Dawn was just breaking over the Cascade Mountains, but myself and eleven other participants in the Boeing Employee’s Alpine Society’s Basic Climbing Class were already trudging up a steep forested ridge in deep snow towards Commonwealth Basin’s Kendall Peak. The BOEALPS BCC is like Boot Camp for weekend warriors. You get up crazy early and start hiking before dawn carrying a heavy pack up and down steep hills for ten hours or more.
Pacific Crest Trail
Commonwealth Basin was the fourth outing in the 2012 BOEALPS BCC and the students’ first real mountaineering experience. The lessons of the last three weekends would all be applied on Kendall. I was learning too, as this is my first year instructing the BCC. In BOEALPS instructors are classified as 1st year, Junior, Senior, or Lead Instructors. The students pay to take the class, but the instructors are all volunteers. I've thought about instructing the BCC every year since I took the class in 2002. However, it's a big commitment; basically clear your calendar for three months. This year my spring was about as free as it was ever going to get so I decided there was never going to be a better time.
The BCC lasts three months starting in late-February and ending in May and includes a lecture every Wednesday night and outings almost every weekend. BOEALPS is a Boeing Company Club, but students are not required to be employees, so over half the class are not Boeing Employees. The Basic Class assumes the students have no prior climbing or mountaineering experience. The previous three outings were to St. Edwards Park, Mt. Erie, and Stevens Pass. Those outings were focused on teaching the basic skills needed in mountaineering: navigating with a compass, tying knots, rock climbing, belaying, rappelling, rope travel on a fixed line, snow climbing technique, travel as a rope team, building snow anchors, and self-arrest with an ice axe.
With 100+ students & instructors the class outings are split into Saturday and Sunday teams otherwise we would overwhelm our class destinations. Starting with Stevens Pass the BCC is broken up into teams of twelve. Limiting team sizes is driven by wilderness permitting rules that restrict group sizes to a maximum of a dozen. The three other Saturday teams were also climbing in Commonwealth Basin, but were targeting different summits: Guye Peak, Snoqualmie Mountain, and Red Mountain.
Commonwealth Basin starts at Snoqualmie Pass directly across the I-90 freeway from the Snoqualmie Pass Ski area. We parked at Summit West near the underpass and started hiking at 6:45 am. Earlier that day we met to carpool at the Greenlake Park & Ride at 5am, which was an improvement over the 4:30am meet-up for Stevens Pass the previous weekend. In the BCC outings start at 7am or earlier. That doesn’t mean arrive at the trailhead in your car at 7am; it means that’s when you start hiking. So that really means getting there a ½ hour earlier. After taking the class as a student in 2002, BOEALPS became a metaphor for any activity with a ridiculously early start time. When I suggest an absurdly early start to an activity I now describe it as "…like BOEALPS early!"
We started hiking on the Pacific Crest Trail, which passes just below Kendall Peak and continues on to the Kendall Katwalk, but we quickly diverged and headed straight up to the ridge. We were concerned about avalanche danger and wanted to avoid the exposure we would have if we hiked the summer route towards Kendall.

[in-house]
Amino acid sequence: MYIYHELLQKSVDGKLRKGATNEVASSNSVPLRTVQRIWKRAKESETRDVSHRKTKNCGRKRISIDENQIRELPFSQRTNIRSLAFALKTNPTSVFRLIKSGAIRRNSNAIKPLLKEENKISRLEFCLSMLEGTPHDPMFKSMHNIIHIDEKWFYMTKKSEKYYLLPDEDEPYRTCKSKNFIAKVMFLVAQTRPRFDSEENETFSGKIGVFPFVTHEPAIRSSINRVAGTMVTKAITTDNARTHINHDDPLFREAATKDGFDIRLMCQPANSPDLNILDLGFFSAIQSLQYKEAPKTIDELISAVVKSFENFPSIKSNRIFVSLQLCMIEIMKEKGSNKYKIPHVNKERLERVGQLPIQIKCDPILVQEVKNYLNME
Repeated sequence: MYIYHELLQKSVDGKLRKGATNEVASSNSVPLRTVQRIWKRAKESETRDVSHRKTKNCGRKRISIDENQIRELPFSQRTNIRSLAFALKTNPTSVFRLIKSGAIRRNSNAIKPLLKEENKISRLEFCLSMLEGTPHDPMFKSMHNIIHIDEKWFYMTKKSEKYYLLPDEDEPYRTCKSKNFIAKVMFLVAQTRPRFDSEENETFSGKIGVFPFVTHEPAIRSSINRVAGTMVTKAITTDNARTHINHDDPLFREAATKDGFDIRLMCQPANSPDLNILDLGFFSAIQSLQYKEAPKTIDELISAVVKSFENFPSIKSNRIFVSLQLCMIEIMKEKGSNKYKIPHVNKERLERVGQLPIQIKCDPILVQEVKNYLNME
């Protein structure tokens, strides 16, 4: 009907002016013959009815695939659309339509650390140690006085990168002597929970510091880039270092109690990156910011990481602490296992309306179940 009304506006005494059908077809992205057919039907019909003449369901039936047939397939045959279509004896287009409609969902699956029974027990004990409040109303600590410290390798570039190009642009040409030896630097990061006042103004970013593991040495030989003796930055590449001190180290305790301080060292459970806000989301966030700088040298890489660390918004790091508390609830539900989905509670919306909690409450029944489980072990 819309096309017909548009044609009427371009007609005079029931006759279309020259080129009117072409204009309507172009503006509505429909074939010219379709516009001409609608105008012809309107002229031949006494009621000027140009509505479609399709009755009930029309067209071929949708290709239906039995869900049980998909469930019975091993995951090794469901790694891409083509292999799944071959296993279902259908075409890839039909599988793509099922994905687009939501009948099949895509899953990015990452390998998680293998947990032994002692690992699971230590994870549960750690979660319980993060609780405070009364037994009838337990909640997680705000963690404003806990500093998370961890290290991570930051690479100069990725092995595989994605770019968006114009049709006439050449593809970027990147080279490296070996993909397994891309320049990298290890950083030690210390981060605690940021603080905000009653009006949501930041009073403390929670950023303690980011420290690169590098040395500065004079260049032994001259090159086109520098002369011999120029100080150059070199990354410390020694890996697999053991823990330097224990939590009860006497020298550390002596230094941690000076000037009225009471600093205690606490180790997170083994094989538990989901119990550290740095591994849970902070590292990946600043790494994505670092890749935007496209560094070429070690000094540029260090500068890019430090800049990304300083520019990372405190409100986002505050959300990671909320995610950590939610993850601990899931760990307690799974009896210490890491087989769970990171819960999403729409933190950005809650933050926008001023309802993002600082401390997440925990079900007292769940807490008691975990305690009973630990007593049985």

Near Kendall Peak
The snow conditions were a big improvement over the previous Saturday at Stevens Pass. Western Washington had experienced a late snow season, with some of the best snowfall of the winter in March. All that deep fresh powder made for a great skiing, but it was tough going for the Basic Class. In the BCC we do not use snowshoes, one of the goals of the class is to teach the students how to travel in all snow conditions on foot. At Stevens Pass we hiked up eighteen hundred feet in elevation to a ridge just east of the ski area in snow that varied from knee to waist deep. In normal years this usually takes two and a half hours, but this year it took us five hours. The conditions at Commonwealth Basin were a distinct improvement, but it was still hard work. There was a thin icy crust over deep unconsolidated snow so we were still hiking in knee-deep snow.
We arrived at the ridge just below the summit at a quarter to two in the afternoon. The weather was good and we had a lot of daylight, so we decided to push on to the summit. With our lead instructor Morton belaying (and anchored in the snow to a deadman), the senior instructor François placed pickets to set a fixed line to the summit. Many of the students were a little freaked out by the exposure, but everyone made it to the summit.
Fixed line to summit
It was a warm afternoon and on the hike out the snow-laden trees were shedding their loads. "Tree bombs" were dropping all around us; their impacts left craters in the snow a big as four feet in diameter. I took a direct hit from one of the "bombs". The force was enough to make me stagger. In class we wear our climbing helmets from the moment we leave the cars until the end of the day. It's a good policy since I heard a couple branches in the "tree bomb" plinking off my helmet.
Getting the team to the top of Kendall Peak made for a complete day. It challenged the students, but gave them the reward of a summit. The weather was perfect and I was kind of jealous of all the backcountry skiers in Commonwealth Basin.
LinksKendall Peak with BOEALPS Basic Climbing Class (1 of 5)
Devils Thumb with BOEALPS Basic Climbing Class (2 of 5)
Sun and Fun with BOEALPS Basic Climbing Class (3 of 5)
Crevasse Rescue Training and Trail Work with the with BOEALPS Basic Climbing Class (4 of 5)
Little T Graduation Climb with BOEALPS Basic Climbing Class (5 of 5)
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